DETROIT -- The Tigers were sitting in their clubhouse Sunday night, still trying to get their heads around being swept out of the World Series, suddenly answering media questions trying to sum up a season that abruptly ended. Even in the stunned silence, however, the business of the Tigers' offseason was beginning.
One by one, team president/general manager Dave Dombrowski caught up with players whose futures were in question and called them into a quiet part of the clubhouse, out of public view or media access. For some, it was the clubhouse manager's office. For others, it was the hallway leading to the training room.
This is what Dombrowski does as each season wraps up, whether the Tigers go home at the end of the regular season or go to the playoffs. He talks face-to-face with players whose futures are in question and tries to give some outlook into the team's plans.
He'd rather do it in another setting, no doubt. But when you go to the World Series, you don't get to plan these things.
Those plans aren't public just yet. Still, for at least a couple of players, Sunday likely marked the end of their tenures in Motown.
Delmon Young, whom the Tigers stopped seeing as a full-time outfielder long ago, hits the open market as a right-handed slugger with back-to-back standout postseasons. But with Victor Martinez expected back next spring after knee surgery ended his season, Young is a man without a position in Detroit.
"I'd like to see how the process plays out," Young said. "It's my first year on the free-agent market, so I'm just going to see how it goes."
Closer Jose Valverde led the American League with 110 saves over his three seasons in Detroit, and had a higher conversion rate than anyone in that stretch. Yet the way this postseason ended for him, mired in the bullpen after his meltdown in the AL Championship Series opener, looks like it could be the way he leaves.
"I think everybody wants to play for the Tigers," Valverde said Sunday night. "They have a great team, great owner. Now I'm a free agent. I don't know [what's going to happen]. That's for my agent [Scott Boras], not for me.
"My agent knows exactly what he's doing. Now it's time for my agent, not for me."
Far less certain is the future of Octavio Dotel, whose $3.5 million contract looked like a bargain for 58 innings of quality relief with 62 strikeouts. He has a $3.5 million option for next season.
"I'm very excited and I hope they pick my option," Dotel said. "I hope I can come back here. Hey, if you see it, we've got an unbelievable starting rotation right now. ... This is the team I want to be with in 2013."
It's the rotation where the Tigers have the biggest question, and surely the priciest proposition. What was assumed to be a rental on Anibal Sanchez took a different outlook when the two sides meshed for a stellar late-season run.
Dombrowski is on record saying he'd like to keep Sanchez. The flip side of all that success, though, is that Sanchez is poised to be one of the most coveted free agents on the market, with no shortage of teams looking for starting pitching.
The Tigers have never invested in a market deal for a top free-agent starter under Dombrowski's watch, preferring to build their rotation from within and add a mid-level piece if needed. If they sign Sanchez, it'll be a major investment for a team looking to win now.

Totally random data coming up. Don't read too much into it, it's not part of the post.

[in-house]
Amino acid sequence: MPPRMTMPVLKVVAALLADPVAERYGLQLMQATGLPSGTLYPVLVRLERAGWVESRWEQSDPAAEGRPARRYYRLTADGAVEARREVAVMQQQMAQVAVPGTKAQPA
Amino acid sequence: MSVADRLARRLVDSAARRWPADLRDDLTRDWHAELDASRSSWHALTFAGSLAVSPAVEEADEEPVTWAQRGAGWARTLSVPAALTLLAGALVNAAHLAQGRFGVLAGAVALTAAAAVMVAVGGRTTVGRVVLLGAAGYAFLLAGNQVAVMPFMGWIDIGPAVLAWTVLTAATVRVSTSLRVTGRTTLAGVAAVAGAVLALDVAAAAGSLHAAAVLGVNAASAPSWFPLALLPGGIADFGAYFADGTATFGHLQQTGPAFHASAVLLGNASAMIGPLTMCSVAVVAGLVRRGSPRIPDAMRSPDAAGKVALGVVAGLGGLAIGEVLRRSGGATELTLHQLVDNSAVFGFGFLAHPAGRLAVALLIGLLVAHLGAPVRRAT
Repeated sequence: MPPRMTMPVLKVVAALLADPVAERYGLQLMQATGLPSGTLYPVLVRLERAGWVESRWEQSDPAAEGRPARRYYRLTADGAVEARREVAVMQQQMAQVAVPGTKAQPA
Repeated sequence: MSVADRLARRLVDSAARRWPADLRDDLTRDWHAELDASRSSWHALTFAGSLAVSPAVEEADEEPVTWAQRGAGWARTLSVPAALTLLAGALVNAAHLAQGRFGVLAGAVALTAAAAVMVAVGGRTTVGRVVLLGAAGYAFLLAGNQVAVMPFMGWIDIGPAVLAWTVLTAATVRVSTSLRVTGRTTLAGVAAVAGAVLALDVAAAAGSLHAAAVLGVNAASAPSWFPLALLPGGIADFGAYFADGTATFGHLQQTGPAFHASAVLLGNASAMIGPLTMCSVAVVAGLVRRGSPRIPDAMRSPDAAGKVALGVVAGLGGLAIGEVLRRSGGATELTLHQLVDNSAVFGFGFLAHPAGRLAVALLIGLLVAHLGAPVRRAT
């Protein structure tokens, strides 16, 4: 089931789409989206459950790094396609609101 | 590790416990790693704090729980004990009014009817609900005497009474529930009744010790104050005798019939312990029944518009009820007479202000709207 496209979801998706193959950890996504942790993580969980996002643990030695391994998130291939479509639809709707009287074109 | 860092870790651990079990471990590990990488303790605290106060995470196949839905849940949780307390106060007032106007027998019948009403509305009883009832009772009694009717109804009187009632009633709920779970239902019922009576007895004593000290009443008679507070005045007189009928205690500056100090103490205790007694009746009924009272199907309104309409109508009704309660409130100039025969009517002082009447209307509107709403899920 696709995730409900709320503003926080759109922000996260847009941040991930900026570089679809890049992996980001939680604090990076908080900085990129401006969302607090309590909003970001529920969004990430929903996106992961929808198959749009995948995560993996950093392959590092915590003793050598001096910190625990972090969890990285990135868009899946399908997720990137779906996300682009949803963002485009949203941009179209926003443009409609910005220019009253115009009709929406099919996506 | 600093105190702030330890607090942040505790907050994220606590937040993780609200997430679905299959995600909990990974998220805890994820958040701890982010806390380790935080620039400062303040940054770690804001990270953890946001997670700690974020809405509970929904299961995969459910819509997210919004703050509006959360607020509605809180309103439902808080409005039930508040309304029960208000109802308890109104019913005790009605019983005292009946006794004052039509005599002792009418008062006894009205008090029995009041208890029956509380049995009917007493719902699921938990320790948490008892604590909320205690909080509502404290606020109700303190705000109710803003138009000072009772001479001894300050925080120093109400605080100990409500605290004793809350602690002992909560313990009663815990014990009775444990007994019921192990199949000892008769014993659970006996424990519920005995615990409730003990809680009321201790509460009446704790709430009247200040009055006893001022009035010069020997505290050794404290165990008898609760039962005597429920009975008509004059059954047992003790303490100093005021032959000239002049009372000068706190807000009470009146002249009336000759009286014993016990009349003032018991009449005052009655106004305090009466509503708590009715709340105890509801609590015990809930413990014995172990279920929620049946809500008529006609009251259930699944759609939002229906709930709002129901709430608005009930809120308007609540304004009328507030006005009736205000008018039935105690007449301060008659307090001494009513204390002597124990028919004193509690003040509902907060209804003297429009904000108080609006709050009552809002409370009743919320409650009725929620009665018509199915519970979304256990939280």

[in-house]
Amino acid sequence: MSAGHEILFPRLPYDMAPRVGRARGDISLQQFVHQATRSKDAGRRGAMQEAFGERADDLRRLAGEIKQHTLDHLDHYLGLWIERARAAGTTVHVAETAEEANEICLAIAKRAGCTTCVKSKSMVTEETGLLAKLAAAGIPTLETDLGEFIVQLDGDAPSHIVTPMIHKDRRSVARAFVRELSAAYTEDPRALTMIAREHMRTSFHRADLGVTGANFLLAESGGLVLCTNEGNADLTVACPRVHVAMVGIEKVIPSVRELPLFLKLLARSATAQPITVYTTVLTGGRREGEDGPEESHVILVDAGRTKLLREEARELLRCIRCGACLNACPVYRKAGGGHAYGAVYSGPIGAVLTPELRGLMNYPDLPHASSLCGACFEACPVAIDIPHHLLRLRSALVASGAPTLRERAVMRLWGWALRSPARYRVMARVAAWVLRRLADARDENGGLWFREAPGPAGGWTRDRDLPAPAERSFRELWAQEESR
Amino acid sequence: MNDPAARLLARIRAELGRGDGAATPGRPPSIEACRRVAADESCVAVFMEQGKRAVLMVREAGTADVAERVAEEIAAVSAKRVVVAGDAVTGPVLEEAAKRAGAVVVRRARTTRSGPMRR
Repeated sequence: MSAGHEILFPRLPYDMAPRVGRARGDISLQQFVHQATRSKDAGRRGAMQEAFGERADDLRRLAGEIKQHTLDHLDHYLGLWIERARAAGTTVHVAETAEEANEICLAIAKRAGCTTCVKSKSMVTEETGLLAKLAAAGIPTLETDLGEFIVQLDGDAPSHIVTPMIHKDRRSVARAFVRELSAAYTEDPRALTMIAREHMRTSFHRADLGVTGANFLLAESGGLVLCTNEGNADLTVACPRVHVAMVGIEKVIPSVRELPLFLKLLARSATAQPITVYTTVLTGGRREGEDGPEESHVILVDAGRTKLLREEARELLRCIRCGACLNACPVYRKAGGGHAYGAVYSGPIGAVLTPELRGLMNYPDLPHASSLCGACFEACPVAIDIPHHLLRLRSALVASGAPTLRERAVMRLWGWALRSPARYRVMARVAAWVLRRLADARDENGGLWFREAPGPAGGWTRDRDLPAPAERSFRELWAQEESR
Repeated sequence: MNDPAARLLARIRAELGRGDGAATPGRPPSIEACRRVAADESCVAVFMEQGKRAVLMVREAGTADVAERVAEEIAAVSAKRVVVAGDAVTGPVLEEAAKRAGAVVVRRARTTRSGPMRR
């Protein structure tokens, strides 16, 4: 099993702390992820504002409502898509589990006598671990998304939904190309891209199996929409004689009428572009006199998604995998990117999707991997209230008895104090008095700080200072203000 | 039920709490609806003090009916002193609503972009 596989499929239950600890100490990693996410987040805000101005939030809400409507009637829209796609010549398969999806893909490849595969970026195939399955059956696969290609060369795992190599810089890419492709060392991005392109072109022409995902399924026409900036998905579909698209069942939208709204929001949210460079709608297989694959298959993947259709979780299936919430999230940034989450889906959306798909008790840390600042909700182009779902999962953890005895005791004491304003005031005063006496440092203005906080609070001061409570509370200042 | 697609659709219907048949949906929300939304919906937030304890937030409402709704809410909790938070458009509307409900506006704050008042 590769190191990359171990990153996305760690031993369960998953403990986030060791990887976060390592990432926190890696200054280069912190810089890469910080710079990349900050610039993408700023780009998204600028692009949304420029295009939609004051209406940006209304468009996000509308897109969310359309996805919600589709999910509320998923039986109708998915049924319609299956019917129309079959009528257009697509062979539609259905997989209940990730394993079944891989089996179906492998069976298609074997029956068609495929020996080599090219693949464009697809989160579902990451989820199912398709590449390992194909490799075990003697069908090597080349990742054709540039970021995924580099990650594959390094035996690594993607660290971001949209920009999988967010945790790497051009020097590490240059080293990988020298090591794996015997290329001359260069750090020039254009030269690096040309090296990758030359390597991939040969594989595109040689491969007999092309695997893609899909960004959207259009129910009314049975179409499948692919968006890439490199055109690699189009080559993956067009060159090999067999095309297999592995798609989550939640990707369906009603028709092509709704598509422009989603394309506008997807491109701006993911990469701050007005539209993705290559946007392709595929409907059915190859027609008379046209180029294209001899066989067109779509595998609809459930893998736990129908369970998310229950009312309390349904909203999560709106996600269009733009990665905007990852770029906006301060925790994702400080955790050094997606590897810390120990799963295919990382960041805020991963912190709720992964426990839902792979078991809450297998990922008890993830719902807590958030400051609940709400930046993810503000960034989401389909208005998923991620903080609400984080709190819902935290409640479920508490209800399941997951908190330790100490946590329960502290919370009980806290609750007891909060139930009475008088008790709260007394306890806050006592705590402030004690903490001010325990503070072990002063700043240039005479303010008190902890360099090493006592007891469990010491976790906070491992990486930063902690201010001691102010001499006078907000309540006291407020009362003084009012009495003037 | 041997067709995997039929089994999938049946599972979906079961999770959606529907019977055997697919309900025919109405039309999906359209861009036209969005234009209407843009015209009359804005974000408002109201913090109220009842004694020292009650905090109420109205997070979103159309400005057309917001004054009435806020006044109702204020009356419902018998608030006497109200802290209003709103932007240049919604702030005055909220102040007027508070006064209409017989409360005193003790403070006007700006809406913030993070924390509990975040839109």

Add it all up, and it's a busy slate -- and that's just the situation with Detroit's own free agents. That's why Dombrowski was walking back and forth through the clubhouse, followed by one player after another, in the moments after the World Series. As abruptly as the season ended, the offseason is already under way.
DH/OF Young, RHP Sanchez, RHP Valverde, C Gerald Laird.
RHP Dotel ($3.5 million, $500,000 buyout), SS Jhonny Peralta ($6 million, $500,000 buyout).
C Alex Avila (1st time), OF Brennan Boesch (1st time), RHP Phil Coke (2nd time), RHP Doug Fister (1st time), OF Austin Jackson (1st time), OF/IF Don Kelly (2nd time), RHP Rick Porcello (2nd time), OF/2B Ryan Raburn (3rd time), RHP Max Scherzer (2nd time).
Areas of need
If the Tigers are going to add an offensive piece, this is the position to do it. Detroit can fill one corner with a mix of Andy Dirks and one of their right-handed-hitting prospects, either postseason surprise Avisail Garcia or Nick Castellanos. The other spot, likely left field, is where they could look to add a supporting hitter to either set the table for the middle of the order or back it up.
Coke's dominant run through October at least made it conceivable that he could take on save opportunities with Joaquin Benoit, but it doesn't appear likely. The Tigers will probably look at a buyer's market for closers and seek the certainty of a proven ninth-inning arm. They'll have no shortage of choices.
Most likely, the Tigers will pick up Peralta's option and hold on for another year. If not, Detroit could upgrade defensively on the market.
Laird quietly turned in more than a backup effort for his $1 million deal, not only producing when he played but helping keep Alex Avila fresh for the stretch run. With a season of Triple-A ball on Bryan Holaday's resume now, the Tigers have to decide whether they can fill this spot from within and save a little money, or whether Laird's production demands a return.
Add $20-plus million salaries for Miguel Cabrera, Justin Verlander and Prince Fielder, plus arbitration raises for so many players, the Tigers will almost surely maintain their $133 payroll next season, if not increase it, even if they don't make a major acquisition this winter.